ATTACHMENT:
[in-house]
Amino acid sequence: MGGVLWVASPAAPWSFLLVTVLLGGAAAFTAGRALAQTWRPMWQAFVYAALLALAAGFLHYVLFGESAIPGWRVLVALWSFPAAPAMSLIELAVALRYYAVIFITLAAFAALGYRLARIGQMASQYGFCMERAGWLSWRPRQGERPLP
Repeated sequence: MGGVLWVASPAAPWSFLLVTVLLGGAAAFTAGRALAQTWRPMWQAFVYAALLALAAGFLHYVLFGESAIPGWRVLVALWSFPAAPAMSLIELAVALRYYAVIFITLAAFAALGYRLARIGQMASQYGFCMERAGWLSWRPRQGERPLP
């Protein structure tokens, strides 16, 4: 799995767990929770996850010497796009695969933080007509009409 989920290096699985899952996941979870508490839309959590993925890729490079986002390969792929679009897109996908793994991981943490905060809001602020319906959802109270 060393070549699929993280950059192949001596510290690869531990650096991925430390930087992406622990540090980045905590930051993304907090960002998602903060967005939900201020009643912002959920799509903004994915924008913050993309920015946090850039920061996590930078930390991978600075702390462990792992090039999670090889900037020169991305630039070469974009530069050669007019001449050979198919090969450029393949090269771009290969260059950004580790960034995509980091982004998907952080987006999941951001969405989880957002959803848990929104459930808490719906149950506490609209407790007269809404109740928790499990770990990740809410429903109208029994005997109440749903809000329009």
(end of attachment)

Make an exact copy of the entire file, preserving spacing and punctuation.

[in-house]
Amino acid sequence: MGGVLWVASPAAPWSFLLVTVLLGGAAAFTAGRALAQTWRPMWQAFVYAALLALAAGFLHYVLFGESAIPGWRVLVALWSFPAAPAMSLIELAVALRYYAVIFITLAAFAALGYRLARIGQMASQYGFCMERAGWLSWRPRQGERPLP
Repeated sequence: MGGVLWVASPAAPWSFLLVTVLLGGAAAFTAGRALAQTWRPMWQAFVYAALLALAAGFLHYVLFGESAIPGWRVLVALWSFPAAPAMSLIELAVALRYYAVIFITLAAFAALGYRLARIGQMASQYGFCMERAGWLSWRPRQGERPLP
């Protein structure tokens, strides 16, 4: 799995767990929770996850010497796009695969933080007509009409 989920290096699985899952996941979870508490839309959590993925890729490079986002390969792929679009897109996908793994991981943490905060809001602020319906959802109270 060393070549699929993280950059192949001596510290690869531990650096991925430390930087992406622990540090980045905590930051993304907090960002998602903060967005939900201020009643912002959920799509903004994915924008913050993309920015946090850039920061996590930078930390991978600075702390462990792992090039999670090889900037020169991305630039070469974009530069050669007019001449050979198919090969450029393949090269771009290969260059950004580790960034995509980091982004998907952080987006999941951001969405989880957002959803848990929104459930808490719906149950506490609209407790007269809404109740928790499990770990990740809410429903109208029994005997109440749903809000329009």